This article is part of Kyckr’s new Future of KYC Compliance series, which interviews leading industry professionals and thought leaders to learn more about the trends that will shape the future of KYC compliance.
The following is an interview we recently had with Alejandro Leáñez Rieber, International Legal Counsel.
What’s the current state of KYC compliance?
AL: KYC compliance is really sophisticated nowadays. Major financial institutions for instance are using specific software for KYC compliance. In sanctions KYC compliance, the software needs to be constantly updated to be aware of new OFAC sanctions that are always being issued by the U.S. Department of the Treasury.
Amazon reached a settlement recently with OFAC regarding a sanctions violations case. According to OFAC, Amazon was involved in breaching U.S. regulations for almost seven years, OFAC’s List of Specially Designated Nationals and Blocked Persons (the “SDN List) orders were accepted by Amazon for consumer and retail goods and services. The extent of the violation reached transactions with individuals in Iran, Syria, and Crimea, and people working for the sanctioned embassies of Iran, Sudan Cuba, North Korea, and Syria. Afterward, Amazon enhanced its KYC compliance system, with an updated sanctions screening system.
KYC compliance is constantly evolving and new technologies are always being created to enhance the reach of KYC compliance.
How has KYC compliance evolved over the past 5 years?
AL: The evolution of KYC compliance has greatly evolved over the past 5 years. Before, the compliance officer needed to search manually from a list of Politically Exposed Persons (PEP). Nowadays, software from companies dedicated to providing KYC compliance will deliver an instant result if an individual opening a bank account is a PEP.
Many companies did not know that KYC compliance was relevant until the U.S. Department of Justice started to prosecute major banks and companies on Foreign Corrupt Practices (FCPA) violations. With a strong KYC compliance system, many companies and financial institutions would have been free of these procedures.
Also, the regulators are constantly updating their information that should be applied toward KYC compliance. For instance, the Resource Guide to the U.S. Foreign Corrupt Practices Act, Second Edition, is a detailed compilation of information and analysis regarding the Foreign Corrupt Practices Act (FCPA) and related enforcement. It was created by input from the U.S. Department of Justice (DOJ), the U.S. Security and Exchange Commission (SEC), and the U.S. Departments of Commerce and State.
How has KYC compliance changed in the midst of COVID?
AL: The COVID pandemic is being looked at by KYC compliance departments as a way to improve their detection systems and criminals have an opportunity to target weak KYC compliance systems.
Many financial institutions and companies have reduced their KYC compliance team due to the economic downturn. Effective transaction monitoring requires large teams and costly software that needs to be constantly updated. A large number of alerts when personnel is missing due to the economic downturn can generate the missing of targets, deadlines, or the overlook by the KYC team of critical issues.
Training of KYC compliance departments remains critical during the COVID era. Remote training of the KYC compliance officer was greatly enhanced during COVID. All KYC compliance officers need to know that an effective Sanctions Compliance Program that encompasses these essential components: management commitment, risk assessment, internal controls, testing, and auditing and training.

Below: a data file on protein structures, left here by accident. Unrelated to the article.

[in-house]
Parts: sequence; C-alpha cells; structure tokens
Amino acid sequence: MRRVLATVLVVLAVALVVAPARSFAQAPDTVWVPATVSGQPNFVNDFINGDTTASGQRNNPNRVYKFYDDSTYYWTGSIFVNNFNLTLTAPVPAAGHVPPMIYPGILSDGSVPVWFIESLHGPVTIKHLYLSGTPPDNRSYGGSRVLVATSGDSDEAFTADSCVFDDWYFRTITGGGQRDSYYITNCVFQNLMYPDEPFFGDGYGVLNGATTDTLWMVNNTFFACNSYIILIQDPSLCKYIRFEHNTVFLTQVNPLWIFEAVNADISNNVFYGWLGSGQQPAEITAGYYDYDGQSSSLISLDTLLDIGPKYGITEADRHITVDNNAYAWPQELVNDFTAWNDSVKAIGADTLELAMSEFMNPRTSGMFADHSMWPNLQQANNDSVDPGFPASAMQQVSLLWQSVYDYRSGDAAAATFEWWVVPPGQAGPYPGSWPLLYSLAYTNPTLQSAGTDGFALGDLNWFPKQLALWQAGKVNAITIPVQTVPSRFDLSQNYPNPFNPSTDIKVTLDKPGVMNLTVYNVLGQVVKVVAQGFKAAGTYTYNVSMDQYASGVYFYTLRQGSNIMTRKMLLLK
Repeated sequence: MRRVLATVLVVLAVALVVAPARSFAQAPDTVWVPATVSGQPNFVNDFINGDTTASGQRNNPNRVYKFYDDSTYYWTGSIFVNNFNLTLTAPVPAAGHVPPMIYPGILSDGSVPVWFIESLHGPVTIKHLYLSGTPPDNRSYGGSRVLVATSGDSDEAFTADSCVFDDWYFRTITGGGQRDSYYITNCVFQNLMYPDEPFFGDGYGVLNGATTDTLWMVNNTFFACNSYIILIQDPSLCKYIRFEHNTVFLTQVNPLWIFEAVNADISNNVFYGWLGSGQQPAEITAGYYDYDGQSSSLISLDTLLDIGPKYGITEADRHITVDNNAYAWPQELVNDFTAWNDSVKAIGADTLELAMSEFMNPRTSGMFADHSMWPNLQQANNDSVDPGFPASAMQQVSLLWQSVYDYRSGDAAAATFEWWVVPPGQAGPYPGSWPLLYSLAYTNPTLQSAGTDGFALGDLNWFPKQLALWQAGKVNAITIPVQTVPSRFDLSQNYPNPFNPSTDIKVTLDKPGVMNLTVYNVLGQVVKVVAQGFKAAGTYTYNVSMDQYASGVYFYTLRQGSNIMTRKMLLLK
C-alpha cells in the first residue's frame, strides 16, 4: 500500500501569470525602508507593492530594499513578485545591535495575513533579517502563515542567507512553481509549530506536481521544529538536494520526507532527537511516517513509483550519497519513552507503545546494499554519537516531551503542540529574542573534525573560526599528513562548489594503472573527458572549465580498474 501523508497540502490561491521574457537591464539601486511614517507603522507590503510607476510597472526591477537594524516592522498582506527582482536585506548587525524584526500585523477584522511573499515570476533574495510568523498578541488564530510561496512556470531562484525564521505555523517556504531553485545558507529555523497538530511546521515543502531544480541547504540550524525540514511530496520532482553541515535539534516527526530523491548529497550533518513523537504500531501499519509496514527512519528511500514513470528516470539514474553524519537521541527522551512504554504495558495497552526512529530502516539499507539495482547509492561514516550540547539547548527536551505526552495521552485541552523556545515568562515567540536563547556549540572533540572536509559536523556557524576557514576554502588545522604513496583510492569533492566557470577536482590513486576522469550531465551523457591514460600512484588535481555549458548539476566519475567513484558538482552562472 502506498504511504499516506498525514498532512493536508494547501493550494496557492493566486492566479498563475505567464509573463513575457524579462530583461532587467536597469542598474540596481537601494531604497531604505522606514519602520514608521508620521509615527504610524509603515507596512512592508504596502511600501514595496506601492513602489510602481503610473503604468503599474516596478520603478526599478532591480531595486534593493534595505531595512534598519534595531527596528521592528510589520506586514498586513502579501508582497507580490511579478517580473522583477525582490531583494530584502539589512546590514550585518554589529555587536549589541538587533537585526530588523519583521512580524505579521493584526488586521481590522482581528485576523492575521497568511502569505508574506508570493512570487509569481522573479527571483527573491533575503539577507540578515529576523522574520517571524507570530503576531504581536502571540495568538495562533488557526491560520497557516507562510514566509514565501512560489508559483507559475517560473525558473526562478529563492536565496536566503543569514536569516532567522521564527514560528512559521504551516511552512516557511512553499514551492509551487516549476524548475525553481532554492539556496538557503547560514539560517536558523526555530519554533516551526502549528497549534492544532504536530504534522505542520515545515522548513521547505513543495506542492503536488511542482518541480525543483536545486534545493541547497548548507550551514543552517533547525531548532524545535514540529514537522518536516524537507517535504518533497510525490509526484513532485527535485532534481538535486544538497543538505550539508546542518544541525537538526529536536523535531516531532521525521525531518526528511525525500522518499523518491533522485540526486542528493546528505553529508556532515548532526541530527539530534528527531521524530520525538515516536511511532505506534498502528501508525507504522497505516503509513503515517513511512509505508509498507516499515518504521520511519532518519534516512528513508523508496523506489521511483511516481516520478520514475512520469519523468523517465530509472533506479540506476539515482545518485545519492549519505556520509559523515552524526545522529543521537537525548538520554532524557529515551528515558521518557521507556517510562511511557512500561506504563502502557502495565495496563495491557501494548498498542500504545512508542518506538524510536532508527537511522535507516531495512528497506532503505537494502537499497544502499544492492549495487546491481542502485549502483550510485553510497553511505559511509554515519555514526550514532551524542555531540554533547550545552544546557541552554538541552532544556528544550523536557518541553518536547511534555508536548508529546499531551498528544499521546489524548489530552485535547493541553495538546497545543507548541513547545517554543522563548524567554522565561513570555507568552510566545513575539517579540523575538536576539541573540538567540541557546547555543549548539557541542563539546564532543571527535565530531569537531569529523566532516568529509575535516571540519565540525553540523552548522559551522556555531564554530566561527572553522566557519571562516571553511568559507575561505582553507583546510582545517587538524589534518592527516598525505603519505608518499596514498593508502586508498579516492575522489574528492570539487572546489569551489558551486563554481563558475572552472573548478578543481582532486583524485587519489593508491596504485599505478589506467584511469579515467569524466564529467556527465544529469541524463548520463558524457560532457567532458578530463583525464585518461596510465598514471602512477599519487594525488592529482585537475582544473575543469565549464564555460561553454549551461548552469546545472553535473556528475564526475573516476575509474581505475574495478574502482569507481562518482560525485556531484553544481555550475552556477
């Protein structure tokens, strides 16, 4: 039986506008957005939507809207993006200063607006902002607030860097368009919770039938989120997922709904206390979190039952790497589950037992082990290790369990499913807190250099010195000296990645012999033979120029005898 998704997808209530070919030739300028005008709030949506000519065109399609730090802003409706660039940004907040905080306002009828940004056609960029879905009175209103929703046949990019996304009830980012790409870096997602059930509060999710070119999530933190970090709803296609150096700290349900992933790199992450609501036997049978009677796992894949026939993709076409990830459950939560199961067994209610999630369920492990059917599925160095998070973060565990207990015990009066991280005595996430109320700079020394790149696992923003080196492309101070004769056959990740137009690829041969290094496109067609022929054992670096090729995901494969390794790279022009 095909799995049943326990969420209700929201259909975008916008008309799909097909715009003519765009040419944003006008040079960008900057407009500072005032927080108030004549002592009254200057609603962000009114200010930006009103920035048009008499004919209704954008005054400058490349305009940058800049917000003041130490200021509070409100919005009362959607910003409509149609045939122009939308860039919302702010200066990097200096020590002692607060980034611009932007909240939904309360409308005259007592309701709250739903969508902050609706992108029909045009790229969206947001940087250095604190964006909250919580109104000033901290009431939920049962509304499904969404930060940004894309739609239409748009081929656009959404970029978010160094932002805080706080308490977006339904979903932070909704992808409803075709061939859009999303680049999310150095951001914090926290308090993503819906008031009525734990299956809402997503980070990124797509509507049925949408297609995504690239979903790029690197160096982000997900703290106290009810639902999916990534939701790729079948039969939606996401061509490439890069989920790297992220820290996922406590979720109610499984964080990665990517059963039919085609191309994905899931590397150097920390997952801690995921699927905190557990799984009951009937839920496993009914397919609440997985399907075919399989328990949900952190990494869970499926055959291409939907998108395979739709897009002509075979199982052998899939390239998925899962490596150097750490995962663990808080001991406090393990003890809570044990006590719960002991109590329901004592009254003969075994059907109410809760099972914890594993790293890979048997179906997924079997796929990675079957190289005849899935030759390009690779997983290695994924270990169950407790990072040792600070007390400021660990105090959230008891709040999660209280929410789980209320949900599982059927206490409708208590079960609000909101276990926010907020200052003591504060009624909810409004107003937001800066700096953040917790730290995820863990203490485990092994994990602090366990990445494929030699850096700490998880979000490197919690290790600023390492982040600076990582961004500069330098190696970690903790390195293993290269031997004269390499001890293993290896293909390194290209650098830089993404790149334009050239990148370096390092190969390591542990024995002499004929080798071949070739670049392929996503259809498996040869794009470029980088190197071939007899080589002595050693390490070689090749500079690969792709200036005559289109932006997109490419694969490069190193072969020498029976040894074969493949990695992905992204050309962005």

Still, the KYC compliance team remains a pivotal and strategic team in the COVID era for companies and financial institutions.
What are the top trends shaping the future of KYC compliance?
AL: An increasing number of job openings within the KYC compliance teams require specific specializations in order to apply for such openings. Candidates are companies that are increasingly looking for well-educated candidates in KYC compliance, and with a clear background in KYC compliance.
Increased digitalisation with Artificial Intelligence like machine learning, allow KYC compliance systems to actually think, train, and enhance the accuracy of the systems. Many software sold to major financial institutions has an enhanced machine learning feature.
Moreover, the cryptocurrency industry is expanding at unprecedented levels which presents a unique challenge to the KYC compliance teams dealing with cryptocurrency, since these are the preferred method for money launderers globally.
Finally, high-risk countries are also subject to enhanced review by the KYC compliance teams, once there is a red flag from a country like Iran, North Korea, Syria, Venezuela, or Libya an enhanced procedure of compliance begins.
What’s the future of KYC compliance?
AL: KYC compliance systems will keep growing since regulations and enforcement proceedings by governments will keep getting more complex with new regulations that will need a constant update by companies and financial institutions.
More sophisticated systems of screening and data capture will emerge, the software will adapt to the regulatory complexity and will reduce the time and cost of KYC compliance. However, the human element will still be there to make the final decisions by gathering all the facts.
Financial institutions will be sharing more data with the regulators to comply with applicable regulations. The risks associated with AML, Sanctions and other risk created by applicable regulations will increase the complexity and reach of the KYC compliance systems.
KYC challenges will keep emerging in the future, due to new regulations and the complexity of the markets. The main way to tackle these upcoming trends is with a strong team always trained in new technologies and regulatory trends.